WILLIE GEIST: Chuck, we want to get you in on some domestic politics here. US Senate hopeful Michelle Nunn's campaign brushing off the leak of her team’s detailed victory plan in the state of Georgia that calls for the candidate to spend 80% of her time raising money. Conservative National Review released a trove of Nunn’s internal strategy memos giving a rare glimpse inside a campaign. Her campaign highlighted what they saw as her biggest vulnerabilities including her work running the nonprofit Points of Life when IRS filing show may have provided money to an organization that’s been accused of having loose ties to Hamas. Also a memo highlighting what the campaign saw as an opportunity in the Jewish community saying, quote, “Michelle's position on Israeli were largely determined the level support there” adding that her message was “TBD.” Nunn is currently locked in a tight race with Georgia business man David Perdue. Her campaign doesn't dispute the authenticity of the document writing in a statement, quote, “This was a draft of a document that was written eight months ago. Like all good plans, they change. But what hasn’t changed and is all the more clear today is that Michelle’s opponents are going to mischaracterize her work and her positions, and part of what we’ve always done is to prepare for the false things that are going to be said.” Chuck, these plans exist on every campaign--
CHUCK TODD: Of course they do.
GEIST: It’s just that we have got one in the spotlight this morning.
TODD: Absolutely. Look. This is why you hire political consultants, you ask them, in some ways, to do due diligence on yourself– what are the vulnerabilities? And that’s what this was. This was sort of, you know, what are her vulnerabilities and what does she have to work on, what should she be focused on, how are the Republicans going to attack her. In many ways exactly what you pay a political consultant to come up with, is to, you know, look through her background and all of this stuff. And here it is. And it’s like–it’s the equivalent in football terms of the New England patriots getting a copy of New York Jets playbook. Although, I guess that you could argue what would the Patriots–they could have the Jet’s playbook and it wouldn't matter because it's the Jets. But the point is it's seeing the other team's playbook, you see it there. And look, Republicans are pouncing saying she is all image conscience and she is trying to portray she is new to politics, she portrays herself as just another image conscious politician wanna-be and all this stuff. So, it's a pretty, it’s a pretty bad hit on her. It’s already an uphill battle to run as a Democrat in Georgia and she is trying to be authentic. In this day and age where you want, authenticity matters. This makes it look like, you know, oh, my god, it's everybody's worst stereotype about what politicians look like, “Oh my god, they got people.” Think of that scene in the Simpsons where Montgomery Burns starts running for governor and he’s like “where’s my Opo guy, where’s my polls,” and that’s in the most ham handed sense of the way, what this looks like.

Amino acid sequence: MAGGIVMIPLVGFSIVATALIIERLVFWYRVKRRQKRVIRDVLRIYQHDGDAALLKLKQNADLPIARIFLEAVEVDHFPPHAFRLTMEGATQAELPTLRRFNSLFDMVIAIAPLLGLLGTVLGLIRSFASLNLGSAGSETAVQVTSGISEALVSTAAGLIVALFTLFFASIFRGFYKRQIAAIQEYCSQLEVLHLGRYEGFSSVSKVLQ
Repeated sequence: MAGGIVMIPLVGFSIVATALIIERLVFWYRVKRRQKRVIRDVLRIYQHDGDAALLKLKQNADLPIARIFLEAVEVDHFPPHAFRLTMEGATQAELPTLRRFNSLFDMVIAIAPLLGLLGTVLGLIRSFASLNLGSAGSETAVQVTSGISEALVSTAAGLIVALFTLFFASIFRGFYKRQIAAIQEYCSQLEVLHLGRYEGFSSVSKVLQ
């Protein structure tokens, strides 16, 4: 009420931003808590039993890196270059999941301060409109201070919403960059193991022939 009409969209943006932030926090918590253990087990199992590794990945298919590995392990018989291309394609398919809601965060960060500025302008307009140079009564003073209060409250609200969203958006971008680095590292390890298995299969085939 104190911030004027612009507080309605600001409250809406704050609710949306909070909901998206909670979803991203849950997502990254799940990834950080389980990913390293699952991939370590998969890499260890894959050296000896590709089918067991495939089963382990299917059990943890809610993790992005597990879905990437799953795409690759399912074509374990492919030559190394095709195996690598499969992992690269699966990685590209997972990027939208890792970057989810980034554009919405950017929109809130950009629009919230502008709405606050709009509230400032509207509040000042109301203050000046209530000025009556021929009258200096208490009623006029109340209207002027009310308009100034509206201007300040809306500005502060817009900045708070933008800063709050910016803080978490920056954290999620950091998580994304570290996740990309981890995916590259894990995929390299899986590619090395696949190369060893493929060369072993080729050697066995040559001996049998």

MIKA BRZEZINSKI: But Gene, 80 percent of one’s time being used to raise money-- I guess it sounds crazy, but --
TODD: Welcome to reality.
BRZEZINKSKI: Might not she be the only one that does that?
EUGENE ROBINSON: No, no this is the way it works these day. Dialing for dollars 24/7 basically. So, it looks kind of crazy and artificial when it's all written down like this but I think Chuck is absolutely right. This is what candidates do and this is what political consultants do and this is what it's like to run for office these days. Especially for a Senate seat.
SAM STEIN: Yeah the major embarrassment might not be out for Michelle Nunn. It's just in illuminating how cynical and money driven the political process is.